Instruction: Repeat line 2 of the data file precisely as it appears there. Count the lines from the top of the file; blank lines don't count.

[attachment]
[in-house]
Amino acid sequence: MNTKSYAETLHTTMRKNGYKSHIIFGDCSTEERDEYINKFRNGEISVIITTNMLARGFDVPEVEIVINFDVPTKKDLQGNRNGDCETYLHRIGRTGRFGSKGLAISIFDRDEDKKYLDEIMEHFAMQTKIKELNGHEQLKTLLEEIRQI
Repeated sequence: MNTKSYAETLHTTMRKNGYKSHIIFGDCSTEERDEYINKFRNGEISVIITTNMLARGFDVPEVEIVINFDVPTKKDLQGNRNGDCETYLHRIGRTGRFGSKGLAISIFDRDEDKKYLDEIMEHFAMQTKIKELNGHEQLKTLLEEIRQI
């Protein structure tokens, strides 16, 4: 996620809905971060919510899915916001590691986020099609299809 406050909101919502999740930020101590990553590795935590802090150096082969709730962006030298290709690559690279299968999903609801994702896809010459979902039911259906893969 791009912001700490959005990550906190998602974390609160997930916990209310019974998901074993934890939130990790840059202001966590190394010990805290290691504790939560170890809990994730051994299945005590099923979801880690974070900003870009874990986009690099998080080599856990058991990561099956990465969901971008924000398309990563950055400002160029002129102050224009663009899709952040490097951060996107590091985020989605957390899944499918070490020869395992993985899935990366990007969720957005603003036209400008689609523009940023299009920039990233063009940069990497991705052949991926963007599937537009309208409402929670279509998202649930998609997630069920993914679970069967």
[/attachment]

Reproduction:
Amino acid sequence: MNTKSYAETLHTTMRKNGYKSHIIFGDCSTEERDEYINKFRNGEISVIITTNMLARGFDVPEVEIVINFDVPTKKDLQGNRNGDCETYLHRIGRTGRFGSKGLAISIFDRDEDKKYLDEIMEHFAMQTKIKELNGHEQLKTLLEEIRQI